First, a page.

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During an appearance on Watch What Happens Live with Andy Cohen that aired on Thursday, the lifestyle mogul was asked about Couric's memoir Going There, in which the former Today anchor wrote that Stewart only developed a sense of humor after she went to jail.
While a disparaging comment like that might have upset someone more sensitive, Stewart told host Andy Cohen she cut Couric some slack for her words.
"Katie's an old friend," Stewart said. "Old friends can say anything they damn well please."
That doesn't mean Stewart didn't react. "I still wrote to her and said, 'What the hell?' " she joked.
"I've always had a sense of humor and I will continue to have a sense of humor," Stewart added. "I think people didn't know me well enough to know whether I had one or not, I guess, but I've always had a great sense of humor."
When Cohen asked Stewart if she was mad at the famous newscaster, Stewart replied, "Eh, life is too short. Not worth it."
In Couric's book, released back in November, the veteran journalist dedicated an entire chapter to Stewart called "Martha, Dear Martha." In it, she recalled an encounter the two had in 1996 when Couric presented Stewart with a Matrix award, an annual honor given out by the Association for Women in Communication.
At the time, Couric wrote, the "so-called mommy wars" were in full effect and she had "become a very public face of the opposite — a working woman trying to keep it all together, joking on-air about sometimes falling short. In other words, not Martha Stewart."
Admittedly not close with Stewart, and therefore unable to provide "personal anecdotes," Couric instead penned a poem poking fun at Stewart, claiming to be just as skilled as the domestic goddess and teasing, "bruschetta, pancetta's not all you can do."
"I hadn't set out to write a treatise on the escalating mommy wars, but the poem subversively nailed where a lot of us were back then and what we were anxious about," Couric wrote, explaining that the room of working women received the two-page poem with laughter and applause.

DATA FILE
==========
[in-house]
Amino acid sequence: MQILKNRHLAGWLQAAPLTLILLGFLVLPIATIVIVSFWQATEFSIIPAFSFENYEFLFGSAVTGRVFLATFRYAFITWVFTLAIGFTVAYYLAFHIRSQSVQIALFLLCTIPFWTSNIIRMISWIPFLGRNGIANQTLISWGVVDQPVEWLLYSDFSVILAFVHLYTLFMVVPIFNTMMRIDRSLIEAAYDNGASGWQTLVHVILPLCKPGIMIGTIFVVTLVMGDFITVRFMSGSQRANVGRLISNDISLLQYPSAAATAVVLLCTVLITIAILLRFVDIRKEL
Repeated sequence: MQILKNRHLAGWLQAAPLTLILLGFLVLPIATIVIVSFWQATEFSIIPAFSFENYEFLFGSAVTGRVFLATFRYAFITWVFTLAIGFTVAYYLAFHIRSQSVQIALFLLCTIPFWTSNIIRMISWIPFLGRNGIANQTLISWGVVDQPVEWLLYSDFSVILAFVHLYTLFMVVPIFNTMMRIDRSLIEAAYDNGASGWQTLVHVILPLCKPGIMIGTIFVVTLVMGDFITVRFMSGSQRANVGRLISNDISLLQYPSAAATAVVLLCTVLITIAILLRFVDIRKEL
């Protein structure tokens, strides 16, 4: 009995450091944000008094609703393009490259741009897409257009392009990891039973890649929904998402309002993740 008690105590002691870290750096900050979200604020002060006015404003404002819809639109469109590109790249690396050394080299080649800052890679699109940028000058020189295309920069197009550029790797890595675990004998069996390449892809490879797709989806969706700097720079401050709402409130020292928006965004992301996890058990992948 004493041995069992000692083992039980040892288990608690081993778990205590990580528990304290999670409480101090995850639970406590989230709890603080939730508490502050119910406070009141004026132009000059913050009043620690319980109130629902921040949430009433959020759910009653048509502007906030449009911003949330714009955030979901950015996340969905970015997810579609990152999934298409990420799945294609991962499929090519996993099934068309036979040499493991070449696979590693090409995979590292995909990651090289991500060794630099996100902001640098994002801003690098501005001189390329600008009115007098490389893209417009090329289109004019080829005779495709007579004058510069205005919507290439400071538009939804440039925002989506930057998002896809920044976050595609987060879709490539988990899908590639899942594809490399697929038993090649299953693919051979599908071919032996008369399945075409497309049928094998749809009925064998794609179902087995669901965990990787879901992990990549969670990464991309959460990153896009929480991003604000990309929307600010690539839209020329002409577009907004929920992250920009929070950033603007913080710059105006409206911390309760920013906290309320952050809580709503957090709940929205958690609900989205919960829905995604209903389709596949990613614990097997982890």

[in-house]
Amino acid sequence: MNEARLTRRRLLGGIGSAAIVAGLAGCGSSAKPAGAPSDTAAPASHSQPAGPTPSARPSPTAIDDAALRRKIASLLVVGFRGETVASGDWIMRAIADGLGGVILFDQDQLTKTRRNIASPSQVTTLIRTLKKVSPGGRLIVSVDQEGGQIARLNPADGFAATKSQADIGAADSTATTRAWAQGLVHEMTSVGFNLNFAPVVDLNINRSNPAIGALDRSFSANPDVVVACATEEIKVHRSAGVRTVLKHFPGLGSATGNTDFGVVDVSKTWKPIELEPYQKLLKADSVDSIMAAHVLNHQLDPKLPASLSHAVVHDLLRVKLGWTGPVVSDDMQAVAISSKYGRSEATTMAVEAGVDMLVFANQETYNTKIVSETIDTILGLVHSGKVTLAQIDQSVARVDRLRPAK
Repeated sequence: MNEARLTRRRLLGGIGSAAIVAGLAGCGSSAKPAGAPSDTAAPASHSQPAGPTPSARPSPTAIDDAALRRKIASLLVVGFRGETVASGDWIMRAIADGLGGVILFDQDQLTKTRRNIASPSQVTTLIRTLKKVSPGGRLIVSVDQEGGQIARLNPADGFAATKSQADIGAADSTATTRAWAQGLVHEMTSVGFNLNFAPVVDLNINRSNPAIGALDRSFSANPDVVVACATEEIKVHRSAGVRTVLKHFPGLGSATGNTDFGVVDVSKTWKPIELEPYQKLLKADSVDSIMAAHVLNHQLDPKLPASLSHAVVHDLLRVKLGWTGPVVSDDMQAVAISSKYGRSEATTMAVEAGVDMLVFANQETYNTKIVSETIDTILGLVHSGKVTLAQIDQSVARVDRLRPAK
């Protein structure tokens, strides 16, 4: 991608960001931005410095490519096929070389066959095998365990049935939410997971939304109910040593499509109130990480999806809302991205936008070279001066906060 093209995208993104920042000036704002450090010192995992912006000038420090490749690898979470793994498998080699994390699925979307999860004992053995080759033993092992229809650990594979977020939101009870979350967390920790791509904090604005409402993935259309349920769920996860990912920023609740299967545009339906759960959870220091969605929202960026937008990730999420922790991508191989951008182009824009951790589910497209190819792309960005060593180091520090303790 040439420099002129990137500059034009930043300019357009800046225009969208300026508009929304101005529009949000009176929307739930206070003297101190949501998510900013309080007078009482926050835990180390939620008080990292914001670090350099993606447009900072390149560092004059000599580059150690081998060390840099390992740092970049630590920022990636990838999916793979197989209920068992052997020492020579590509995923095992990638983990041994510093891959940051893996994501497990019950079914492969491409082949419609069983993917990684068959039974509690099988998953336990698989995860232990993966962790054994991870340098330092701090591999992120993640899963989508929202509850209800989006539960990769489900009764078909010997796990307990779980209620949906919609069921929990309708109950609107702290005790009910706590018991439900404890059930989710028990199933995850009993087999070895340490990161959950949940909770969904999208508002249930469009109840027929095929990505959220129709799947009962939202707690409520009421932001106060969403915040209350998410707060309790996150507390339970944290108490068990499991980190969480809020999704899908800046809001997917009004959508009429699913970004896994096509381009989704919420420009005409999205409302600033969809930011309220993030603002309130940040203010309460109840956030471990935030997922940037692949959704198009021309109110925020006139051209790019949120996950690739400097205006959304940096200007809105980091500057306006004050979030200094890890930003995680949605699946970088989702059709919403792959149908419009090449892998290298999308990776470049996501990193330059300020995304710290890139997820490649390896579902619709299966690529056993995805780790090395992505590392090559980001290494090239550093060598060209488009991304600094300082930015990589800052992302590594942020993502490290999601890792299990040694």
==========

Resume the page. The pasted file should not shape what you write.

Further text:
"I felt like the applause in the room was driven by a sense of recognition. Martha, however, seemed a little miffed," Couric said, recalling how Stewart then turned to her and asked, "Would you know what pancetta was if it weren't for me? Would you know what bruschetta was if it weren't for me?"
"It took a few years and some prison time for Martha to develop a sense of humor," Couric added.
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Stewart spent a five-month stint at West Virginia's Alderson Federal Prison Camp in 2004, for lying about the sale of a stock.
"It was horrifying," Stewart told Couric in a 2014 episode of Couric's self-titled podcast. "No one, no one, should have to go through that kind of indignity really except for murderers, and there are a few other categories, but no one should have to go through that. It's a very, very awful thing."
Asked whether it was a growth experience for her, even years later, Stewart said no.
"[Did I feel] that 'you can make lemons out of lemonade' and 'what hurts you makes you stronger'? No. None of those adages fit at all," Stewart insisted. "It's a horrible experience, nothing is good about it, nothing."
The home cook also credited her negative experience to "being taken away from your family, being maligned, and being treated the way you were treated," she said. "It's horrible and especially when one does not feel one deserves such a thing."
"One thing I do not ever want is to be identified or I don't want that to be the major thing of my life," Stewart said. "It's just not fair. It's not a good experience and it doesn't make you stronger. I was a strong person to start with and thank heavens I was and I can still hold my head up high and know that I'm fine."
Watch What Happens Live with Andy Cohen airs Sundays-Thursday evenings on Bravo.